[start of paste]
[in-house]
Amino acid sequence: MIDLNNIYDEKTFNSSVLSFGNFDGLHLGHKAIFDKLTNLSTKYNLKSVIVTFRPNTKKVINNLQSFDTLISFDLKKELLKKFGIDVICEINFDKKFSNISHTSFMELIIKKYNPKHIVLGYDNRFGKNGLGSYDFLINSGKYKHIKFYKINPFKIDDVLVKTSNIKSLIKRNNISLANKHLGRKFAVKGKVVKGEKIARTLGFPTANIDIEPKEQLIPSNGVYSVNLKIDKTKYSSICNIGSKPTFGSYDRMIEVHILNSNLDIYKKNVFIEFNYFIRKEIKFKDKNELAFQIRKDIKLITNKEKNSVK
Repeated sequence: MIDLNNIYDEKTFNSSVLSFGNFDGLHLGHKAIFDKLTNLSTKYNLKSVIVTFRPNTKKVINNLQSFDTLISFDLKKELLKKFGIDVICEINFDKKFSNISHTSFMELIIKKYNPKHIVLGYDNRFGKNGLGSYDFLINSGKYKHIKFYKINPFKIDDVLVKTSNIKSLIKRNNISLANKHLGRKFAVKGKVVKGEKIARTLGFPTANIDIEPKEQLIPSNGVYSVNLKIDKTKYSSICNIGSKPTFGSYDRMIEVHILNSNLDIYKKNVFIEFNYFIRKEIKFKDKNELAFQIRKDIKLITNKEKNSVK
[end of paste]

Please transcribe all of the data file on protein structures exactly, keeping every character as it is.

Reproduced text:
[in-house]
Amino acid sequence: MIDLNNIYDEKTFNSSVLSFGNFDGLHLGHKAIFDKLTNLSTKYNLKSVIVTFRPNTKKVINNLQSFDTLISFDLKKELLKKFGIDVICEINFDKKFSNISHTSFMELIIKKYNPKHIVLGYDNRFGKNGLGSYDFLINSGKYKHIKFYKINPFKIDDVLVKTSNIKSLIKRNNISLANKHLGRKFAVKGKVVKGEKIARTLGFPTANIDIEPKEQLIPSNGVYSVNLKIDKTKYSSICNIGSKPTFGSYDRMIEVHILNSNLDIYKKNVFIEFNYFIRKEIKFKDKNELAFQIRKDIKLITNKEKNSVK
Repeated sequence: MIDLNNIYDEKTFNSSVLSFGNFDGLHLGHKAIFDKLTNLSTKYNLKSVIVTFRPNTKKVINNLQSFDTLISFDLKKELLKKFGIDVICEINFDKKFSNISHTSFMELIIKKYNPKHIVLGYDNRFGKNGLGSYDFLINSGKYKHIKFYKINPFKIDDVLVKTSNIKSLIKRNNISLANKHLGRKFAVKGKVVKGEKIARTLGFPTANIDIEPKEQLIPSNGVYSVNLKIDKTKYSSICNIGSKPTFGSYDRMIEVHILNSNLDIYKKNVFIEFNYFIRKEIKFKDKNELAFQIRKDIKLITNKEKNSVK